The point is that you can assign the value of spin immediately, without an additional check. Griffiths then proves that this is correct by actually calculating the expectation value of $S^2$ for that singlet state.
Dr. Claude,

I am closer to the light bulb going off.

Here is what I do (think) I understand:
I followed the text showing the 4 possible states.
I see how the lowering operator applied starting at the "up-up" can get me to the 3 states.
I agree at this point it looks like a spin 1

I hope / think I am with you when you say: "

Since you have only this one state, the only possible value of spin it can correspond to is s=0, because if it were any other value of spin, you would need the extra m states"

Spin 0 is the only possible for s=0 ?? that gives you m = 0 and s =0 (m going from -s to +s)

The word I am hung up on in my Griffiths text (and the lecture on Youtube - which I'm sure is just using Griffiths) is "orthogonal"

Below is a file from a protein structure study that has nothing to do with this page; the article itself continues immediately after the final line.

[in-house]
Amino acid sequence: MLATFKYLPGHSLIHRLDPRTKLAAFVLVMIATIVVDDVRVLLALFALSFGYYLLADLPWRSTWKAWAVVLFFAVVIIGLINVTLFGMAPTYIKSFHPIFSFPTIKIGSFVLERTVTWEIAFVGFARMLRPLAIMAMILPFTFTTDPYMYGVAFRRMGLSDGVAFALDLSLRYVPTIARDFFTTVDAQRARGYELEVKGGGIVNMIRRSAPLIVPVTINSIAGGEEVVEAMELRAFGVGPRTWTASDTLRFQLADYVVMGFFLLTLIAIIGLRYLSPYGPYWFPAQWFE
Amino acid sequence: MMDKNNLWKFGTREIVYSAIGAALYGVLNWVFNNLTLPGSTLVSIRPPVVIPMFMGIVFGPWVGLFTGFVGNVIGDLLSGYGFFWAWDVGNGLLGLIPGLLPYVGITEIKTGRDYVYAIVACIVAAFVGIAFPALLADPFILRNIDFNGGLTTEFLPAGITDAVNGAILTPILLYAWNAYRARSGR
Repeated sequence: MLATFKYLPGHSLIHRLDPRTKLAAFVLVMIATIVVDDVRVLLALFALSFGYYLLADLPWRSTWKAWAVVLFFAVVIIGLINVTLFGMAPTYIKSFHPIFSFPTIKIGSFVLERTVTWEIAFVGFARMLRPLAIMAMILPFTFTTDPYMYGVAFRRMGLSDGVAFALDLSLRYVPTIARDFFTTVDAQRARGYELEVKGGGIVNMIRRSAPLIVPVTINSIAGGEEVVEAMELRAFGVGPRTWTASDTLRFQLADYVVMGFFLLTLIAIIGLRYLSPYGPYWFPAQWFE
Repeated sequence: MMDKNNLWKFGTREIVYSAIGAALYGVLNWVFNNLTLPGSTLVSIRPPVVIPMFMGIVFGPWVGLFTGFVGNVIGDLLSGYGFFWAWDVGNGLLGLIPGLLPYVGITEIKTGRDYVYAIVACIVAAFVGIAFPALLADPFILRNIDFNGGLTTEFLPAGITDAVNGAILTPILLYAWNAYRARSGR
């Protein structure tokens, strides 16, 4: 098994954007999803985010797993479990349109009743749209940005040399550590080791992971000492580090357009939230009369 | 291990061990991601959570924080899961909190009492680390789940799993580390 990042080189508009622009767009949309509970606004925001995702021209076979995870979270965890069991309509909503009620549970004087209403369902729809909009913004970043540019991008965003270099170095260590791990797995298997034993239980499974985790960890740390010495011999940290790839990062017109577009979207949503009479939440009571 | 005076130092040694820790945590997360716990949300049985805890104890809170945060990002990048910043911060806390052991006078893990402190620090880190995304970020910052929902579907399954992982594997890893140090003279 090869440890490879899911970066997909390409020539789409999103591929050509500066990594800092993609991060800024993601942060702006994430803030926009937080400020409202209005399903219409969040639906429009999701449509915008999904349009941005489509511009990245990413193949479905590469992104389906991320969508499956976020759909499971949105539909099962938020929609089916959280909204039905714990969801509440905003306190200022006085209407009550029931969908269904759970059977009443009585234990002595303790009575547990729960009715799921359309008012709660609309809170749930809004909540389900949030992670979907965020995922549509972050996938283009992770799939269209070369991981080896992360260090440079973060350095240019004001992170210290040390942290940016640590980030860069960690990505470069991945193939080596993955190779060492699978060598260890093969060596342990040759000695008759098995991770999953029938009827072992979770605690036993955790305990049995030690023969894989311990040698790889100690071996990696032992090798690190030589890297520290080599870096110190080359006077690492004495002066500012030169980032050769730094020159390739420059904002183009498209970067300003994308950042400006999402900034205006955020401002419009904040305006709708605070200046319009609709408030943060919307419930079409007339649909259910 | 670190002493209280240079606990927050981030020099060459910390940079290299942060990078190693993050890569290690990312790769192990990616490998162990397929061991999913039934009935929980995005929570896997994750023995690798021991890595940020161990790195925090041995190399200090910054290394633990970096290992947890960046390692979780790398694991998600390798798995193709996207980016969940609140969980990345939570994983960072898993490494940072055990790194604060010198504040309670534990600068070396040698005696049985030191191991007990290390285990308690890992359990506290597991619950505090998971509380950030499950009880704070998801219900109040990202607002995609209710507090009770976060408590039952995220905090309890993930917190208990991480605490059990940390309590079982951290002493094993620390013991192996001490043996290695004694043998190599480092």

Meaning " the orthogonal state with m = 0 carries (or as you say corresponds) s = 0"

I have thumb back through the first three chapters for clarity on what I assume should be obvious based on how he states it. - no luck

what does he mean by "the orthogonal state with m= 0"?

(Unfortunately when I first hear / read "orthogonal" I think "at-right-angle" I am an engineer - this is just a bucket list item to learn some QM) I know there is more to it from chapters 2 and 3. I followed the delta functions topic when the orthogonal property of the wave function was introduced.

Thanks so much for the help!

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#### Sparky_

Vanhees71 -

I am currently studying your reply, it is a little (or perhaps more) ahead of me. I have been going through Griffiths book, Chaps 1-4

I am reviewing your reply and googling the topic to help with your reply.

First dumb question what is this : ⊗ operation?

Thanks

#### vanhees71

Gold Member